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How to Write a Work-Life Balance Project Proposal

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In today’s working world, employees are challenged to balance their personal lives and the demands of their workplace. One way workers can take control of where, when and how they work is to write and submit a work-life balance project proposal to their supervisor or manager. The proposal requires practical details that show managers how employees will conduct a work-life balance program feasibility study and explain how their work will get done over the specified trial time period.

Conduct research. Look into the negative aspects of imbalance in an employee’s life and the benefits of work-life balance. Use these findings later in your proposal to back up your claim that a work-life balance program would benefit the company.

Begin your proposal with a brief introduction to the concept of a work-life balance program. Make a request to conduct a feasibility study.

Outline the need for, and possible benefits of a work-life balance program in your company. Give it a name that is simple and descriptive. Clearly summarize your goals, activities, schedule and associated costs.

Provide research findings. Show the benefits of dividing a day into thirds: work, play and sleep. Explain the negative impact of overwork, such as health issues, lethargy, absenteeism and reduced productivity.

List the benefits of a work-balance program. Show evidence that it will produce healthier and happier employees. Give specific results such as increased productivity, reduced absenteeism, longer stays at the company and the ability to attract the best candidates to the job.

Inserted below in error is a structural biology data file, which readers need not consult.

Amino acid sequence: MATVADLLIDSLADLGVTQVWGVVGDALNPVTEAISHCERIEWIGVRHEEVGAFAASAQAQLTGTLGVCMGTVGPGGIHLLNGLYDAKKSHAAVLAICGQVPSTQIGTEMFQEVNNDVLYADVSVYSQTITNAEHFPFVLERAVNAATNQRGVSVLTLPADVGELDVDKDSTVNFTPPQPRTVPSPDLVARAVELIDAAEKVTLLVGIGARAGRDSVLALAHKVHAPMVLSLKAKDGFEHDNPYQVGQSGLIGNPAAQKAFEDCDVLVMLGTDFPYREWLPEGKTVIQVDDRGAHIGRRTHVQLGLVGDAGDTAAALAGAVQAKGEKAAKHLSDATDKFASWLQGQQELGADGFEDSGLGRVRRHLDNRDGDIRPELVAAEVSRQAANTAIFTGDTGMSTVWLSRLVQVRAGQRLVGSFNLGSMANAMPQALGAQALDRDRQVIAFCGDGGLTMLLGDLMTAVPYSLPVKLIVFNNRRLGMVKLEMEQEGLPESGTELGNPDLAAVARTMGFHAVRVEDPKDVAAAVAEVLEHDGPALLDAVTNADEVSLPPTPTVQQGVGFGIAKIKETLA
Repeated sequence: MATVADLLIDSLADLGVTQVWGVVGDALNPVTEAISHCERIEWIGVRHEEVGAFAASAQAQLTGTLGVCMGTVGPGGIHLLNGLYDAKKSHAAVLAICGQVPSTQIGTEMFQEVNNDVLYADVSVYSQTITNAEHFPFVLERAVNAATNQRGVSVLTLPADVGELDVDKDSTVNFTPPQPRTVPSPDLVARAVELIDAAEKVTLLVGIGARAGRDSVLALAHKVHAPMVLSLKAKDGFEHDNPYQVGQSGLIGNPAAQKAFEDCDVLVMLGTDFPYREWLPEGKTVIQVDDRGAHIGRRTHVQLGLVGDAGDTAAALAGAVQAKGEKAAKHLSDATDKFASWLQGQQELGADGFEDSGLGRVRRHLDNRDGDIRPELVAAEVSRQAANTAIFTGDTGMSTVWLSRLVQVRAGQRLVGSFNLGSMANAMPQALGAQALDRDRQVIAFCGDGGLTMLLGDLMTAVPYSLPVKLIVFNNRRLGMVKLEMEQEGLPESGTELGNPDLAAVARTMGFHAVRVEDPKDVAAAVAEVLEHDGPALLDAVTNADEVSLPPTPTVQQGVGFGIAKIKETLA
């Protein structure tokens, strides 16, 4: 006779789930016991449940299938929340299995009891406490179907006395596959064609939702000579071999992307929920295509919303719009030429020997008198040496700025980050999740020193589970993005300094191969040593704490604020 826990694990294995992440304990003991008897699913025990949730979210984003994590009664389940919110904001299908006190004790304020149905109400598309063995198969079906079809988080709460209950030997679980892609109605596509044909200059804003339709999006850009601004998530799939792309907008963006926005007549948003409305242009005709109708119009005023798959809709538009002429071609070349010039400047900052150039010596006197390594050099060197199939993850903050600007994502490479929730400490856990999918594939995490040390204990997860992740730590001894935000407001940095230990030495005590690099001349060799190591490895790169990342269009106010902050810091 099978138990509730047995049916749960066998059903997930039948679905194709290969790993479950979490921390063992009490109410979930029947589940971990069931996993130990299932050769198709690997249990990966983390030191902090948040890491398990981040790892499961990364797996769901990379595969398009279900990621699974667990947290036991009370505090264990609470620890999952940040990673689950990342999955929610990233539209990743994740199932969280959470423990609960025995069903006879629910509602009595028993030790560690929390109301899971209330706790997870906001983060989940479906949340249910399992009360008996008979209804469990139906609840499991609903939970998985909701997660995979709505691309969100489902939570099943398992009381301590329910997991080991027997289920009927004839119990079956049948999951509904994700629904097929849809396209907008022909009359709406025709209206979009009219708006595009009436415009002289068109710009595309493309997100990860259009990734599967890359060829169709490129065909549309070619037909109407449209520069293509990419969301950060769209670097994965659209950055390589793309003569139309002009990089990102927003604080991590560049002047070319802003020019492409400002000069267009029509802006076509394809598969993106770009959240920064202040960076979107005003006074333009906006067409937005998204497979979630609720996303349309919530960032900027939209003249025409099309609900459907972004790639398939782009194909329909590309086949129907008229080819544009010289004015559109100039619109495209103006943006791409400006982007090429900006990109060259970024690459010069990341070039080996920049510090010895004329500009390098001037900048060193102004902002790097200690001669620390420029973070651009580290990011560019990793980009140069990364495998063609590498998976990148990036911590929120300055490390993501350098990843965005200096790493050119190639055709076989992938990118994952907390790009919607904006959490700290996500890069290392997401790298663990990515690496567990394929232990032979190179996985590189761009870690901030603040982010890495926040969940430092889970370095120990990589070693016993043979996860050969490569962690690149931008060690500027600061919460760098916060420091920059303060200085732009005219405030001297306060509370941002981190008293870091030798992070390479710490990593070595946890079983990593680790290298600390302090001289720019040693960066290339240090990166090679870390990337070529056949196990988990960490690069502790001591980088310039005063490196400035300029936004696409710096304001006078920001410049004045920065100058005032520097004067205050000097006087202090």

Provide information about your educational background and industry experience. Explain how it qualifies you to conduct the feasibility study. Add other relevant information, such as your observations at work and the feedback you have received from other staff about their personal needs and stress in your workplace.

Create a timetable for the feasibility report. Give deadline dates for research, related correspondence reviews, interviews, and the writing, completion and delivery of drafts. List the time required on the job and the costs involved.

Leave space for management to comment and indicate their approval or rejection of the work-life balance program proposal.

Tip

When presenting your proposal, focus on offering it as a business strategy rather than outlining your personal needs. Only provide personal details that are necessary to the proposal.

About the Author

Carola Finch began freelancing for newspapers and magazines in 1976. She specializes in writing about people with disabilities, business, Christianity and social issues. Finch studied journalism and communications at Red River Community College.

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